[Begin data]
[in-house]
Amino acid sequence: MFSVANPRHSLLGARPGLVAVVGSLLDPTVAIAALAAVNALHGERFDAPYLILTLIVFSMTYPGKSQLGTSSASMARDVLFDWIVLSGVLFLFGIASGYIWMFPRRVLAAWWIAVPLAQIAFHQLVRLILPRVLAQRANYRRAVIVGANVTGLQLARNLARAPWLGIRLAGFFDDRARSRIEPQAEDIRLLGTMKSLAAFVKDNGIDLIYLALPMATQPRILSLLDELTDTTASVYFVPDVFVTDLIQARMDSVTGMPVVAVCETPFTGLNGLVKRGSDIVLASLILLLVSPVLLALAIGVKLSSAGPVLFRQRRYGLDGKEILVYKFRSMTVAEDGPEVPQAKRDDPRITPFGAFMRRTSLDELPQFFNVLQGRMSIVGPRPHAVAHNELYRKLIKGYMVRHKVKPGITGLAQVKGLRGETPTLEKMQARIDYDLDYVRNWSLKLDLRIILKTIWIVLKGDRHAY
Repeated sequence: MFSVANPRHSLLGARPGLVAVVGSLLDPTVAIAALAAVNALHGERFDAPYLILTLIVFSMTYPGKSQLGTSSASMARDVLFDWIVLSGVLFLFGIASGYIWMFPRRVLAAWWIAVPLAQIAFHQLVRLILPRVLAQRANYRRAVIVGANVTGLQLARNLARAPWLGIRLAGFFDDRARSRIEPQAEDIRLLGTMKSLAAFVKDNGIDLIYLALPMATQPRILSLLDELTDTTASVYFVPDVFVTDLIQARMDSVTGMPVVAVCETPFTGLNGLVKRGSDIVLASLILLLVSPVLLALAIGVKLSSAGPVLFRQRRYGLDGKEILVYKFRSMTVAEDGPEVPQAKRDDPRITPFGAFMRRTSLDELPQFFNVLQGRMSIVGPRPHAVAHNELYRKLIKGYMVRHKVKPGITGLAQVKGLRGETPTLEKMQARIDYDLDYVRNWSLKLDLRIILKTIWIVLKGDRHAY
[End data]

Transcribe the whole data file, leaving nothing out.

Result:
[in-house]
Amino acid sequence: MFSVANPRHSLLGARPGLVAVVGSLLDPTVAIAALAAVNALHGERFDAPYLILTLIVFSMTYPGKSQLGTSSASMARDVLFDWIVLSGVLFLFGIASGYIWMFPRRVLAAWWIAVPLAQIAFHQLVRLILPRVLAQRANYRRAVIVGANVTGLQLARNLARAPWLGIRLAGFFDDRARSRIEPQAEDIRLLGTMKSLAAFVKDNGIDLIYLALPMATQPRILSLLDELTDTTASVYFVPDVFVTDLIQARMDSVTGMPVVAVCETPFTGLNGLVKRGSDIVLASLILLLVSPVLLALAIGVKLSSAGPVLFRQRRYGLDGKEILVYKFRSMTVAEDGPEVPQAKRDDPRITPFGAFMRRTSLDELPQFFNVLQGRMSIVGPRPHAVAHNELYRKLIKGYMVRHKVKPGITGLAQVKGLRGETPTLEKMQARIDYDLDYVRNWSLKLDLRIILKTIWIVLKGDRHAY
Repeated sequence: MFSVANPRHSLLGARPGLVAVVGSLLDPTVAIAALAAVNALHGERFDAPYLILTLIVFSMTYPGKSQLGTSSASMARDVLFDWIVLSGVLFLFGIASGYIWMFPRRVLAAWWIAVPLAQIAFHQLVRLILPRVLAQRANYRRAVIVGANVTGLQLARNLARAPWLGIRLAGFFDDRARSRIEPQAEDIRLLGTMKSLAAFVKDNGIDLIYLALPMATQPRILSLLDELTDTTASVYFVPDVFVTDLIQARMDSVTGMPVVAVCETPFTGLNGLVKRGSDIVLASLILLLVSPVLLALAIGVKLSSAGPVLFRQRRYGLDGKEILVYKFRSMTVAEDGPEVPQAKRDDPRITPFGAFMRRTSLDELPQFFNVLQGRMSIVGPRPHAVAHNELYRKLIKGYMVRHKVKPGITGLAQVKGLRGETPTLEKMQARIDYDLDYVRNWSLKLDLRIILKTIWIVLKGDRHAY